The Environmental Audit Committee's fourth report of session 2007-08, published on 2 May, replies to the Government's response to the Committee's earlier report, Are biofuels sustainable?
The Committee says in paragraph 8:
"Without standards for sustainability and safeguards to protect carbon sinks we believe policies that encourage demand for first generation biofuels are damaging. We reiterate our case for a moratorium on policies aimed at increasing the use of biofuels and urge the Government to resist attempts to increase EU biofuel targets. The review of biofuels announced by the Government is important, and it would be a mistake to press ahead in the absence of the information needed to inform effective decision making."
The Government has explained its view that a moratorium on the development of biofuels would mean losing an opportunity for greenhouse gas savings, and that on the basis of present evidence the right approach is therefore to proceed cautiously, with low initial targets under the RTFO (significantly lower than the reference value for the 2010 indicative target in the current EU biofuels legislation). Though it should be possible for suppliers to meet their obligations under the RTFO just from biofuels produced in the UK, we believe that a mixture of locally-produced and imported biofuels would be more beneficial. This view is supported by the International Monetary Fund in the report mentioned by the Committee, which concludes that free trade in biofuels would benefit the environment as well as make biofuel economically more viable.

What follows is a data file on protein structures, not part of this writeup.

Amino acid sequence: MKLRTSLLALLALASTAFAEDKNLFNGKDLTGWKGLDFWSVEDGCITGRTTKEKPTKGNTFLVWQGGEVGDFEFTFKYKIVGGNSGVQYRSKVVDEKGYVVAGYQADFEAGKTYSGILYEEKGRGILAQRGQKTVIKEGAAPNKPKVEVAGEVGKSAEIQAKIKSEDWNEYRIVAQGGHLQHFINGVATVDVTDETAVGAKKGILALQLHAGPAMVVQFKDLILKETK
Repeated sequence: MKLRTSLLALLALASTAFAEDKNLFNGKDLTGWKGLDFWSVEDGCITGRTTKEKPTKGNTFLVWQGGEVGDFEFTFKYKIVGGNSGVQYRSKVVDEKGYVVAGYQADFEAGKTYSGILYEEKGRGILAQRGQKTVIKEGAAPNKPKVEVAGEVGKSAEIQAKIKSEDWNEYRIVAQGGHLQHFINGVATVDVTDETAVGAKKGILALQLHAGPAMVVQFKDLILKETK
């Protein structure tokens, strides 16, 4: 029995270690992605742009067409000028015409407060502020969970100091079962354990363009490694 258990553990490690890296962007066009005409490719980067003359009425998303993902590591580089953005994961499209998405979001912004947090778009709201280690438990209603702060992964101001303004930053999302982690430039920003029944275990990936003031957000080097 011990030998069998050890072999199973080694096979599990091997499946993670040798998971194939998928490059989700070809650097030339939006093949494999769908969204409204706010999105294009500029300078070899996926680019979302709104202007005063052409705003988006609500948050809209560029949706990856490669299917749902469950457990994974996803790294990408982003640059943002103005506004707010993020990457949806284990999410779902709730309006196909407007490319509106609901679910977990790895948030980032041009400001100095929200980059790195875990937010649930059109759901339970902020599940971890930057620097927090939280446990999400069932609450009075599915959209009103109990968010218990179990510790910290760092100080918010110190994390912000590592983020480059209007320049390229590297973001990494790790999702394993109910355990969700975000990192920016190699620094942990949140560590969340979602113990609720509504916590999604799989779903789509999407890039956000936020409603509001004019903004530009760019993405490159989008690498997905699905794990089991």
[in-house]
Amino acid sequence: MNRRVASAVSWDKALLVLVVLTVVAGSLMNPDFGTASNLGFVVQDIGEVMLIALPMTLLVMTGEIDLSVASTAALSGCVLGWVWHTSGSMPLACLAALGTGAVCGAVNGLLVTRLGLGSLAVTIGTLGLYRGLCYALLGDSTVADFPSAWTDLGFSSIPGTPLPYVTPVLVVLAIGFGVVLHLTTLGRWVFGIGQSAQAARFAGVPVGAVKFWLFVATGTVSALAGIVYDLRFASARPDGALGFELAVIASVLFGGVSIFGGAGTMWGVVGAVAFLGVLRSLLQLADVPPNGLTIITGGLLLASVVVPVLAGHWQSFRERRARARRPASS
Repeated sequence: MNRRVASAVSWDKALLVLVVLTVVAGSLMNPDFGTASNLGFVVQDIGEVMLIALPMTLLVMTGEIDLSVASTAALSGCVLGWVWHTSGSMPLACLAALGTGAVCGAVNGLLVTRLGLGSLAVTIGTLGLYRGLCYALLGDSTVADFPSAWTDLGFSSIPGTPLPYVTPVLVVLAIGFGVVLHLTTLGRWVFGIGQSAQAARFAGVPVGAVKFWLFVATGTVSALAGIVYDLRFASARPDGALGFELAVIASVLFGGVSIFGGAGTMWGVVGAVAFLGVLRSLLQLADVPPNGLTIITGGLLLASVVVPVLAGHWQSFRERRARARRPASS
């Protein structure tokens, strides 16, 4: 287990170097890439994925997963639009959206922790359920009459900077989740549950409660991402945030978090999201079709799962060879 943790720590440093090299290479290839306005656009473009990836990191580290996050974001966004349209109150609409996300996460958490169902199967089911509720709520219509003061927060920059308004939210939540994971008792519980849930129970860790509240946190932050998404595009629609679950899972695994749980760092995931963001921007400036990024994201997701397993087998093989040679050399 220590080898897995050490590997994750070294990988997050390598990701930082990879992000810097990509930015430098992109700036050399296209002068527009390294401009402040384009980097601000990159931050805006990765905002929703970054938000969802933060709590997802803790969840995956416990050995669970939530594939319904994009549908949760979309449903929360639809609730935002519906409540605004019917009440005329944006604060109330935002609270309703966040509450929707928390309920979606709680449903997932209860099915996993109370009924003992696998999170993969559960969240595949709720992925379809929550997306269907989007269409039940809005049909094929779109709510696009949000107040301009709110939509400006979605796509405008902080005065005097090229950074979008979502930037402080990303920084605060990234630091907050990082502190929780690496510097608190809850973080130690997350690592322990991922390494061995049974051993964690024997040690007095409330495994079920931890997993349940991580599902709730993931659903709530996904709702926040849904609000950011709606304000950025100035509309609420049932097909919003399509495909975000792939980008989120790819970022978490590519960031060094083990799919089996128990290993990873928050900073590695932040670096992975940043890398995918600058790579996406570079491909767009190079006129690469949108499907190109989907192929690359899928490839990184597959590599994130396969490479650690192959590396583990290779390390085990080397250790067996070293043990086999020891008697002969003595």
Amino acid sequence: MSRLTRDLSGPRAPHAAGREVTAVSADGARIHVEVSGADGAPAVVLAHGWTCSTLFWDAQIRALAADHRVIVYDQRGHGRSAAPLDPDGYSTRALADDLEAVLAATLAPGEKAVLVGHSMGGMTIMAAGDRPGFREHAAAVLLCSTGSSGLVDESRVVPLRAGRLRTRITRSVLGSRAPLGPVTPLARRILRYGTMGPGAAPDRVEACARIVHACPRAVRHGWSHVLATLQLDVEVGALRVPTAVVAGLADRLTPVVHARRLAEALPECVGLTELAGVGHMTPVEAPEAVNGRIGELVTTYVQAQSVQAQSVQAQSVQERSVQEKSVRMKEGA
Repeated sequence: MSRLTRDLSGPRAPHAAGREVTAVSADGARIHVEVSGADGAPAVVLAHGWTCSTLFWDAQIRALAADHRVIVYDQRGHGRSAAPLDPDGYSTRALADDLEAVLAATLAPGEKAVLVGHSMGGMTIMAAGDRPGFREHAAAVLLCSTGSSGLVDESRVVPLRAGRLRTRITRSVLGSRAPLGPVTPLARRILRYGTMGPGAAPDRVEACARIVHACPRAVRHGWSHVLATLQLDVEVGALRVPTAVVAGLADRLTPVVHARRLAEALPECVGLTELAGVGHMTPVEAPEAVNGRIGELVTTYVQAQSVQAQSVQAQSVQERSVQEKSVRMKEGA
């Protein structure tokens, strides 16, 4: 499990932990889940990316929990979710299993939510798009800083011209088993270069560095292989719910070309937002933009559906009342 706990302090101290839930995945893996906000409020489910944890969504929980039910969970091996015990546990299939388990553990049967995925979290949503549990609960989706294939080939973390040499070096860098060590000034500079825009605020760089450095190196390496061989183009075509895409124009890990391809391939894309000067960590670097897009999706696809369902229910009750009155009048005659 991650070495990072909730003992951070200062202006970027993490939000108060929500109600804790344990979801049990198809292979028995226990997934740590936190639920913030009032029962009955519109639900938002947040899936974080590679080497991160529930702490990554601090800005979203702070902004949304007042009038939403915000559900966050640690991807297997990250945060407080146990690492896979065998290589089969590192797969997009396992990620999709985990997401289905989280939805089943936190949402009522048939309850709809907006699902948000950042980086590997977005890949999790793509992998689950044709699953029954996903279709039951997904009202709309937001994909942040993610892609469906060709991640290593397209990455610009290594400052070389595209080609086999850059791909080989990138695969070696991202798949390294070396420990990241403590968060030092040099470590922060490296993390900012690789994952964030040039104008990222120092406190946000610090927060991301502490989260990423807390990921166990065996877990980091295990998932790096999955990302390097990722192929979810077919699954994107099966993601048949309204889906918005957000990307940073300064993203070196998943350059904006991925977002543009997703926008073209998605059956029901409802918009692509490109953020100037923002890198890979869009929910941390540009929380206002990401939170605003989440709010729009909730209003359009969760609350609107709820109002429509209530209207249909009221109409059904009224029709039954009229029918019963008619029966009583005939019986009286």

The Committee says that harm could arise if the development of biofuels continues without the necessary safeguards. The Government agrees. We have made clear that we shall oppose any increase above existing targets without proper evidence on sustainability. As yet we have no evidence that these targets would lead to unsustainable production of biofuels. But we shall continue to look at them in the light of the best available evidence.
The Government fully recognises the potential benefits of second generation biofuels. They can be made from non-food materials and thus reduce pressures on use of land, and may deliver very good greenhouse gas savings. In recognition of these benefits the draft EU Renewable Energy Directive proposes that biofuels made from wastes and other non-food materials should count double under national renewable energy obligations. The Government already provides some support for technology development for biofuels and is considering what further measures may be required.
Robust sustainability criteria for biofuels remain essential. The UK is playing a full part in current EU negotiations on sustainability requirements for both the Renewable Energy and Fuel Quality Directives. The findings of the Gallagher review will be important, particularly on the impart of land use change, which we agree with the Committee must be taken into account. With the right sustainability criteria in place, we believe that there will continue to be a role for cost-effective, sustainably-produced biofuels in tackling climate change.
19 May 2008